A wing of it, beautifully restored, recently went on the rental market for around £2,000 a month. A hundred years ago it was a row of rather sorry-looking shops. Before the first Tudor became king it was already too small and old-fashioned to be a manor house. In between it has been a farm, an auction room, a bike repair shop and a café. It was saved from collapse and given a new roof in memory of a local builder in the 1930s. It has featured in countless photographs and indifferent paintings. It only became known as The Ancient House of recent years.
There has been a house on the site, conveniently situated opposite the equally ancient St Mary’s Church, since perhaps the twelfth century, when Ralph de Toni married Alice, a niece of William the Conqueror. Their descendants were, initially, Lords of the Manor of Walthamstow. As time went on the manor was divided up, initially into two – the high and low halls. But the high hall became known as Walthamstow Toni, and over time several other manors were chipped off the two main ones. And it seems that the first manor house was no longer big enough or up to date enough for the tastes of its late mediaeval occupants. So they built themselves a new home in what was one day to become Shernhall Street (its stables and outhouses were still in place until a few years ago). And it looks as if the old manor house – probably a hall with a fire in the centre – was demolished and replaced with the current one. The beams of its roof were still trees in the 1430s.
That new house appears to have been rented out as a farmhouse, complete with a small parcel of land. It may have belonged initially to the Vicar of Walthamstow, John Hill, who owned several properties locally. From the description, this could have been a property called Kykelwoldys, one of the houses Hill left to various relatives in 1480. The property was a copyhold – a form of leasehold – from the Manor of Walthamstow Tony, and was home to a number of different residents in the next two centuries. By 1757 the building had gone down in the world, becoming two separate dwellings, both owned by one Theophilus Green. Walthamstow was growing, albeit slowly, now with a population of around 3,000. The main commercial area was still around Orford Road – Hoe Street and Marsh Street (the present day High Street) were lined with grand houses, mostly in extensive gardens, for the most part the homes of City merchants who needed easy access to their places of work. They would have scorned the Ancient House as being too small and too old fashioned. It survived because it went on being useful.
Through most of the nineteenth century the building was in use as several small shops, a workshop and, at one time, a smokehouse. It became very run down, and, in the 1890s, narrowly escaped being sold as being “ripe for development”. At that time the commercial centre of Walthamstow was moving with the arrival of the new Hoe Street station (now Walthamstow Central) and development further north and west. Marsh Street became the High Street, the outdoor market arrived, and the grand houses began to be replaced by shops. Yet also at this time Walthamstow, as other places, became aware of its own history. The Antiquarian Society was founded, and some of its members began to write, in the local paper and in their own publications, about the history of the area in terms both of buildings and of people.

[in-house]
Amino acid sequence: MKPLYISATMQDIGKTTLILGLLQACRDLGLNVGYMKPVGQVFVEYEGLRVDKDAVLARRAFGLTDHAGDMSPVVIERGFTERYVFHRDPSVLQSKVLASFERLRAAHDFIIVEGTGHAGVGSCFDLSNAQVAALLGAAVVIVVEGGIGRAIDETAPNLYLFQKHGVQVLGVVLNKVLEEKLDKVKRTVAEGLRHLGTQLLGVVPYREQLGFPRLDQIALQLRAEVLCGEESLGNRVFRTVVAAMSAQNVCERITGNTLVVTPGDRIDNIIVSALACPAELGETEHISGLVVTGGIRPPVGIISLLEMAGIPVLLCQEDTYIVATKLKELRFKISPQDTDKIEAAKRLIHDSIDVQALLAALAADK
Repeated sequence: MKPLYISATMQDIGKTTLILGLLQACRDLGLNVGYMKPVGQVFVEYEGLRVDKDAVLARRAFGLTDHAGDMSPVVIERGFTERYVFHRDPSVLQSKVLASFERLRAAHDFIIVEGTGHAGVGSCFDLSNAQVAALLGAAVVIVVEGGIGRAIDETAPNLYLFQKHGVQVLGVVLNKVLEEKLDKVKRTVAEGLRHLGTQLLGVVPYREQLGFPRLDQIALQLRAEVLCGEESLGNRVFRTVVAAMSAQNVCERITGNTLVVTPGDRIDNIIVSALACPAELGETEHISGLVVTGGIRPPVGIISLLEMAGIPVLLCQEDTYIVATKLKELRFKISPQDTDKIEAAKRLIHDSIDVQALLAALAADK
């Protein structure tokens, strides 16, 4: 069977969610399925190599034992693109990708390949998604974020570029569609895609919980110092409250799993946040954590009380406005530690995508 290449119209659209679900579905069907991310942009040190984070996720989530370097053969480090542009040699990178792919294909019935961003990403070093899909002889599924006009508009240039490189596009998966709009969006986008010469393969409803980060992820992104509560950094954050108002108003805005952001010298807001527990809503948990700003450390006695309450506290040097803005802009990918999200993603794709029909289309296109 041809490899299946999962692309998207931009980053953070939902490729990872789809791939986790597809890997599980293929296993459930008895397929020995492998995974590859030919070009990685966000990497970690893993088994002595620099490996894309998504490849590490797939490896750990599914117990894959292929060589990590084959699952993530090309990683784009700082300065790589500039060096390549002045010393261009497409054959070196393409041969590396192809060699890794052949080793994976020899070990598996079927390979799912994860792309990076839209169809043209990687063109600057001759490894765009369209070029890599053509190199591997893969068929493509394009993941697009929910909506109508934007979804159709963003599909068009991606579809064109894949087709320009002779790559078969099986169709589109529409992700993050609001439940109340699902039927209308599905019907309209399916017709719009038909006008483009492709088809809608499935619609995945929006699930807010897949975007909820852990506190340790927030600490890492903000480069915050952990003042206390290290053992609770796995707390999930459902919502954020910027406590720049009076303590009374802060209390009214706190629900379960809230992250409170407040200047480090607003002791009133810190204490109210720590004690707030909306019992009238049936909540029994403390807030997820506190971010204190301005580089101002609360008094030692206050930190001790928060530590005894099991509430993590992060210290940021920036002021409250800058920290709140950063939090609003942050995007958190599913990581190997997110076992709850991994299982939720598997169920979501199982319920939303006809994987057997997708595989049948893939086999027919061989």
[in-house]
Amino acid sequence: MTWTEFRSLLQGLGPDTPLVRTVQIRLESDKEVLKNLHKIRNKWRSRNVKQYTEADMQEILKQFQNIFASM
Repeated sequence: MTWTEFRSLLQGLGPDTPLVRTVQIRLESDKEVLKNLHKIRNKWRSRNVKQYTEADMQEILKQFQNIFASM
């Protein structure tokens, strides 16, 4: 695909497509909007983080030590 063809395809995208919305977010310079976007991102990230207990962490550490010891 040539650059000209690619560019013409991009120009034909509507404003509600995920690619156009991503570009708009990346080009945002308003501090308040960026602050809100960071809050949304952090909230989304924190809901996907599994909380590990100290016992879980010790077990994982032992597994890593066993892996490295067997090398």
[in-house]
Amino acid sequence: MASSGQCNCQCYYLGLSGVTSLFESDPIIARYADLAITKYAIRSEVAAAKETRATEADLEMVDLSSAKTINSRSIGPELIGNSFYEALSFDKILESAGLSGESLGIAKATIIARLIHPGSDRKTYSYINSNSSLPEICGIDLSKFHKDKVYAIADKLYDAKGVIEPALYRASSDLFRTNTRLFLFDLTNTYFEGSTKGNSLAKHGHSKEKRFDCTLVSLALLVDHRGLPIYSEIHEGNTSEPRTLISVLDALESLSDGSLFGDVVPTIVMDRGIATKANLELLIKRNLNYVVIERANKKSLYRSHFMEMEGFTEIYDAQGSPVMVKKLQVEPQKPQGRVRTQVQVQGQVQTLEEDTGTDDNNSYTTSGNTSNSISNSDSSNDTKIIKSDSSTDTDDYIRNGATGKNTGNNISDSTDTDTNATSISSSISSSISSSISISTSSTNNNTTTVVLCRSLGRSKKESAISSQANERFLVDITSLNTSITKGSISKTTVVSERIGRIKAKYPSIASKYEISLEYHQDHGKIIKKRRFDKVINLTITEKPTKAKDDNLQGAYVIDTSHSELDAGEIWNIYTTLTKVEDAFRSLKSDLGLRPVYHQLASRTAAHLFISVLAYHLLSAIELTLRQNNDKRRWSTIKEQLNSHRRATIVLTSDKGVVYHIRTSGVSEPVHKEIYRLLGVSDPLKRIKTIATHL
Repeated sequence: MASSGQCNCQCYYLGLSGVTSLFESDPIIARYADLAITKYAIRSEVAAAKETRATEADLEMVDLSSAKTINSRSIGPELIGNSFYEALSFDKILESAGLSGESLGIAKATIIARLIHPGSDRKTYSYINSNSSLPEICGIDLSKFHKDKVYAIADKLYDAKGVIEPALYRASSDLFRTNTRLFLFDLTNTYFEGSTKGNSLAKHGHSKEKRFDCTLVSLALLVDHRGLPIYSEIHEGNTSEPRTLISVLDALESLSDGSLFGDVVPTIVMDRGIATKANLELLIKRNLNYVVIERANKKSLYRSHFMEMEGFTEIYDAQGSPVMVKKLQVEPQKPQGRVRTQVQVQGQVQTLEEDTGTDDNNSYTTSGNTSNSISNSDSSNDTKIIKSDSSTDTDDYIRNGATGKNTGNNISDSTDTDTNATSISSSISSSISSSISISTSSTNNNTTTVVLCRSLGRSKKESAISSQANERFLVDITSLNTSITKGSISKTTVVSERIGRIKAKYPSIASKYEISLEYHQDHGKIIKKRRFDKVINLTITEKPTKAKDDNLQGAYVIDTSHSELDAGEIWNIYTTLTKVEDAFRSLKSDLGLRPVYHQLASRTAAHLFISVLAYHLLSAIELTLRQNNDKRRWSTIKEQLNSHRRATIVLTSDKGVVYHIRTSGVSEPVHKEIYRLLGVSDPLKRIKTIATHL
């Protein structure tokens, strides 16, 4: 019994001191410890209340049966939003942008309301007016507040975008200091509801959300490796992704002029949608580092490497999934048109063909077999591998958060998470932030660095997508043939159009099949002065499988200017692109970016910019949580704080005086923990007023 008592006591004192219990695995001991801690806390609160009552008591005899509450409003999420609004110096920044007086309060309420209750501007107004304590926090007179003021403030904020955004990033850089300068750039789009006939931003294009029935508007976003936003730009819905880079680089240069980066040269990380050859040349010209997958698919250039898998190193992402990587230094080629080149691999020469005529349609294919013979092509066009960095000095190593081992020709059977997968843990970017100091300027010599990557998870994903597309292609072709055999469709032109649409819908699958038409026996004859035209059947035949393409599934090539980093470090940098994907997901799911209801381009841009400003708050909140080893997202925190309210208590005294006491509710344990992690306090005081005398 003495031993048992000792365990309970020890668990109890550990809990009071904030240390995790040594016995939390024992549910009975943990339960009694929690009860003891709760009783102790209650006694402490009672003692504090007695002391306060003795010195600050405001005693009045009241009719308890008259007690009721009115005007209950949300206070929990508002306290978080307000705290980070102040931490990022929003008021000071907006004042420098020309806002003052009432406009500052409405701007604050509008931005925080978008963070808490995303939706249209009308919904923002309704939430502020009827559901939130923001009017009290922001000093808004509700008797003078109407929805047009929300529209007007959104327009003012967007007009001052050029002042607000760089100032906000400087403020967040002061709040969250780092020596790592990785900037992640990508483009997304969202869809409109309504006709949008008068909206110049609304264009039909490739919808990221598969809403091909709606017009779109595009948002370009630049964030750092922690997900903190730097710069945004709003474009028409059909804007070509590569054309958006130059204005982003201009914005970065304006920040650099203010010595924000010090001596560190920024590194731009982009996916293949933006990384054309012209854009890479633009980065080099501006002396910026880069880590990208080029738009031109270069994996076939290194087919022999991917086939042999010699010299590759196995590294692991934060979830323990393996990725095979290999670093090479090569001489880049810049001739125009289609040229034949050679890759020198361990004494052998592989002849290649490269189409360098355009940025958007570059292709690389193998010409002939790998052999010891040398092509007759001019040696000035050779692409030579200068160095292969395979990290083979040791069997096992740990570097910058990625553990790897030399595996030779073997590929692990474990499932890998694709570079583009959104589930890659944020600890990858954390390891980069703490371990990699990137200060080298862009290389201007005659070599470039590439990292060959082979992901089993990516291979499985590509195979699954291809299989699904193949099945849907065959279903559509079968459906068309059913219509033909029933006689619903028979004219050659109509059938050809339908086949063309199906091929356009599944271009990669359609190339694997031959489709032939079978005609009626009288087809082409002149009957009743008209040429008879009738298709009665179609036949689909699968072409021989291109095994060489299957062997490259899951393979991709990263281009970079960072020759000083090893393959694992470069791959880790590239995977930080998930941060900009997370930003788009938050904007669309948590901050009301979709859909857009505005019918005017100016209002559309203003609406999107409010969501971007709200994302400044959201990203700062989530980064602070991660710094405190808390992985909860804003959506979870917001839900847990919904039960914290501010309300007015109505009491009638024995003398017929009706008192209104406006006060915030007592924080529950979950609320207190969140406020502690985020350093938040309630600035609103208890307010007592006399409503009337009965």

The Ancient House gained its name but continued to go downhill. Early twentieth century pictures show it with a weatherboarded front and a sagging roof. The Fuller family, already established as local builders, bought and restored it in honour of their grandfather. Two thirds of the weatherboarding went, and the building was given what was then regarded as a Tudorbethan appearance. The Fullers continued to let it out as several small shops for some years – by the 1980s these became flats, and in 2000 more structural work was needed, and different choices made in terms of windows and the layout of the courtyard garden. The flats, relatively small, were charming but without central heating. The one in the central range included a hallway open to the roof with a mezzanine bedroom including a large and much needed fireplace. It was worth the effort of carrying coal, as this was the one way of keeping warm on a bitter night. Now it appears that there is central heating – less authentically early modern, but with far less carrying involved.
There are benefits and drawbacks to living in an icon in what is now termed “the heart of Walthamstow Village”. Residents have to get used to would-be visitors peering through the windows and scrabbling at the doors at all kinds of hours, hoping for a guided tour. But there is always the prospect of coming home to beauty and having an evening drink surrounded by six centuries of history. The tenants of the past century or so would certainly recognise the place, but would probably be bewildered by the curious or envious eyes outside.